This is inflammation of the Pleura of one or both lungs, gene...
Chloroform Or Ether (swallowed)
Emetic; enema of hot coffee; keep awake. If necessary, artific...
Ulceration Of The Esophagus
Superficial erosions of the esophagus are by no means an unco...
Bronchoscopy In Malignant Growths Of The Trachea
The trachea is often secondarily invaded by malignancy of the...
Bronchoscopic Appearances In Disease
The first look should note the color of the bronchial mucosa...
These are often piled on the front of the body, while the far ...
This is one of the most difficult of diseases to control by a...
This term is applied so loosely and so indiscriminately to al...
Gabriel Tucker modified the regular side-curved forceps by a...
Foreign Bodies In The Insane
Foreign bodies may be introduced voluntarily and in great nu...
This frequent and distressing trouble is to be traced to a sta...
Rules For Endoscopic Foreign Body Extraction
1. Never endoscope a foreign body case unprepared, with the...
Where this arises from a more or less putrid wound, what is ai...
Much, if not all, of the success in any case of treatment depe...
Diseased bone is not incurable. Bone is indeed constantly bein...
TO most people self-control means the control of appe...
This frequent and severe trouble results most usually from chi...
See Cancer in Foot. ...
If a person has been long accustomed to a slow-acting heart, ...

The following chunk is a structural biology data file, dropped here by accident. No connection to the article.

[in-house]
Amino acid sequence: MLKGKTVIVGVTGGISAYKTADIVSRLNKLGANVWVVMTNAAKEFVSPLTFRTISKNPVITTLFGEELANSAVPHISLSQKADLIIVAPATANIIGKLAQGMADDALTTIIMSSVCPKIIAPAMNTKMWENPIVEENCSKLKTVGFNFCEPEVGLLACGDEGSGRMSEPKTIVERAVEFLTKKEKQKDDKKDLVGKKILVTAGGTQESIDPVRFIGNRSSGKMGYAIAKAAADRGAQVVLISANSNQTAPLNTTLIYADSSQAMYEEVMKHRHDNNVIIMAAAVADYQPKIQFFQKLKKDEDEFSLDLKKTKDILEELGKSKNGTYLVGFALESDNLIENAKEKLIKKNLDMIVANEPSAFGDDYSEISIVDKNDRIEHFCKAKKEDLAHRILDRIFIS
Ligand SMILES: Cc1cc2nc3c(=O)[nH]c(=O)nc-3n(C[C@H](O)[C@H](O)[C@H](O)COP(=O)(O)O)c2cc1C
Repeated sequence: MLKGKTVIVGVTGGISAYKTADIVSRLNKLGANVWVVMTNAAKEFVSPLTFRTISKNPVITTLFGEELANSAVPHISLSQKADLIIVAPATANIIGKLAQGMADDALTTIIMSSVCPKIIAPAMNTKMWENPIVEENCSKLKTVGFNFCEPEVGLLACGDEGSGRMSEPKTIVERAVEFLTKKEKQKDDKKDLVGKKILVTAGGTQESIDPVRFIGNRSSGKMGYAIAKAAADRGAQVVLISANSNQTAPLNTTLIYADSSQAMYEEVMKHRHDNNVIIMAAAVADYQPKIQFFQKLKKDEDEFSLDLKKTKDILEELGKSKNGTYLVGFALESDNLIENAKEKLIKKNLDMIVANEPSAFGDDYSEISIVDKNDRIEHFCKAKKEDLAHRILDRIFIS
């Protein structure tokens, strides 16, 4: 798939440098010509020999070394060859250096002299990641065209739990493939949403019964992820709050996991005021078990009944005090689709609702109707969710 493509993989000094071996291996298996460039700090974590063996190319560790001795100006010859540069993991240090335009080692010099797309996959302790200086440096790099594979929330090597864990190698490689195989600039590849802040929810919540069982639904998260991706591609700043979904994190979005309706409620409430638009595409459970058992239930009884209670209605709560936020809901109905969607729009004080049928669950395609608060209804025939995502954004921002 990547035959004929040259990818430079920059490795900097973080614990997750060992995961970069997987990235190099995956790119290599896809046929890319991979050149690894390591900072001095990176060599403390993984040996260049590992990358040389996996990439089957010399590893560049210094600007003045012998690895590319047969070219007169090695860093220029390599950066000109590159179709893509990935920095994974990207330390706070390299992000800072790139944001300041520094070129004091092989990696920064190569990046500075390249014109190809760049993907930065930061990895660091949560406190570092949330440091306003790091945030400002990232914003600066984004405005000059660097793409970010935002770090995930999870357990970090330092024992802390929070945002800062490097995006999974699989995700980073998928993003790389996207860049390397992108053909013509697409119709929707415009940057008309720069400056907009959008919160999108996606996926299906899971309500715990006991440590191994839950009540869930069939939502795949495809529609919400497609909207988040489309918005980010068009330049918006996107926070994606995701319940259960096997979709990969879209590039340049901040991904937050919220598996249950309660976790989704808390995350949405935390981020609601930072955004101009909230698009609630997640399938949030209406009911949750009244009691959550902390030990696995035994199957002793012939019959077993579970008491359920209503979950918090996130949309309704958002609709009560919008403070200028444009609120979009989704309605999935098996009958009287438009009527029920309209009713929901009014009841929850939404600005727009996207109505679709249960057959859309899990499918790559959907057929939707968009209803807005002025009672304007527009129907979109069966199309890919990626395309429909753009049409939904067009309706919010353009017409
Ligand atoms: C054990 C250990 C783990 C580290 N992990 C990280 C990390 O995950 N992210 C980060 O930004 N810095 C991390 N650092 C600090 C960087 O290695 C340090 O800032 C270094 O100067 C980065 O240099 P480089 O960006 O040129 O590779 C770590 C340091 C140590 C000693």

under a well conducted course of hydriatic treatment is, in g...
The Anti-gastric Method
Category: TREATMENT OF SCARLET-FEVER.
Source: Hydriatic Treatment Of Scarlet Fever In Its Different Forms
consisting in the free use of emetics or purgatives, has been
recommended by some eminent practitioners. Withering, Tissot, Kennedy
and others are in favor of the former, and find fault with the latter,
whilst Hamilton, Willard, Abernethy, Gregory, &c., prefer
purgatives, and some, of course, look upon calomel as the anchor of
safety, which they recommend in quantities of from five to ten grains
per hour. The friends of one part of the anti-gastric method make
war upon the other: Withering finding purgatives entirely out of place
and Sandwith, Fothergill and others having seen nothing but harm done by
them, whilst Wendt, Berndt, Heyfelder and others caution their
readers against emetics. The anti-gastric method has been of some
service in epidemics and individual cases, when the character of the
disease was decidedly gastric and bilious. To use emetics or purgatives
indiscriminately would do much more harm than good; as, for instance,
during a congestive condition of the brain, the former, and with
inflammatory symptoms of the bowels, the latter, would be almost sure to
sacrifice the patient to the method.
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